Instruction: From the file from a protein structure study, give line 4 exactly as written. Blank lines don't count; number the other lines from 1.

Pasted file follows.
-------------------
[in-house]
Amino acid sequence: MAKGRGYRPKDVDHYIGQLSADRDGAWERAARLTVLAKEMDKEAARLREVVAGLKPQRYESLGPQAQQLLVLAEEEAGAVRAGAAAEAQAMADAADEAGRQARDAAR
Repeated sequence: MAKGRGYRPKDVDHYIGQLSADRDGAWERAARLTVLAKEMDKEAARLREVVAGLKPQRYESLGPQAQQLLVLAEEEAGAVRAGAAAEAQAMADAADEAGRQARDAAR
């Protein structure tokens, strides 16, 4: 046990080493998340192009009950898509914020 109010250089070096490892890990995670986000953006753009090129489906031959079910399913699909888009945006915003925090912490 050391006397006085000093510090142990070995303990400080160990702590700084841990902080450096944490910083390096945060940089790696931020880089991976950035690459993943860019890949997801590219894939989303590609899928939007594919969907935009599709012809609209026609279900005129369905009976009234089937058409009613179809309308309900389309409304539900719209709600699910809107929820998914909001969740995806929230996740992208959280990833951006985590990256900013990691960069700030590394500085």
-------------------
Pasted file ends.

């Protein structure tokens, strides 16, 4: 046990080493998340192009009950898509914020 109010250089070096490892890990995670986000953006753009090129489906031959079910399913699909888009945006915003925090912490 050391006397006085000093510090142990070995303990400080160990702590700084841990902080450096944490910083390096945060940089790696931020880089991976950035690459993943860019890949997801590219894939989303590609899928939007594919969907935009599709012809609209026609279900005129369905009976009234089937058409009613179809309308309900389309409304539900719209709600699910809107929820998914909001969740995806929230996740992208959280990833951006985590990256900013990691960069700030590394500085």